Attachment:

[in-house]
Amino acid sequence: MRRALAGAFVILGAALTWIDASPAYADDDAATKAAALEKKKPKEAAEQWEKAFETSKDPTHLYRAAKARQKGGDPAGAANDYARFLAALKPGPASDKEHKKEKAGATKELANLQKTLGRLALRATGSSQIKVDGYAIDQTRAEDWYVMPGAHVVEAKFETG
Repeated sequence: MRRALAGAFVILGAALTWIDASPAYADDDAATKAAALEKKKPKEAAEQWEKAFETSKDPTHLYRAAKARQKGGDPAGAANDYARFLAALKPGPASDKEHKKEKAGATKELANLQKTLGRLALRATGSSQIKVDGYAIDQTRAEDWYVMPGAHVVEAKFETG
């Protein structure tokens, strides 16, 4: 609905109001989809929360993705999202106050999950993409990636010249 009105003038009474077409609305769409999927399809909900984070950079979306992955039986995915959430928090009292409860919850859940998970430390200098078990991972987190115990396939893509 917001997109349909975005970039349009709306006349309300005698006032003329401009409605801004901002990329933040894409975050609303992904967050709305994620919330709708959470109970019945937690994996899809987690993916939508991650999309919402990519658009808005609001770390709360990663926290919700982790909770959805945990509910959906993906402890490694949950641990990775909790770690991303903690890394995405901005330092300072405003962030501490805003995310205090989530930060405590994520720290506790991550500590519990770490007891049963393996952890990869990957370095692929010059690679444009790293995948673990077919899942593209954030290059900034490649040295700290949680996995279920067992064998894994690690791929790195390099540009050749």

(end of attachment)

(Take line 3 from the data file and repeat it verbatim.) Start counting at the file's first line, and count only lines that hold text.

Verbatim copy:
Repeated sequence: MRRALAGAFVILGAALTWIDASPAYADDDAATKAAALEKKKPKEAAEQWEKAFETSKDPTHLYRAAKARQKGGDPAGAANDYARFLAALKPGPASDKEHKKEKAGATKELANLQKTLGRLALRATGSSQIKVDGYAIDQTRAEDWYVMPGAHVVEAKFETG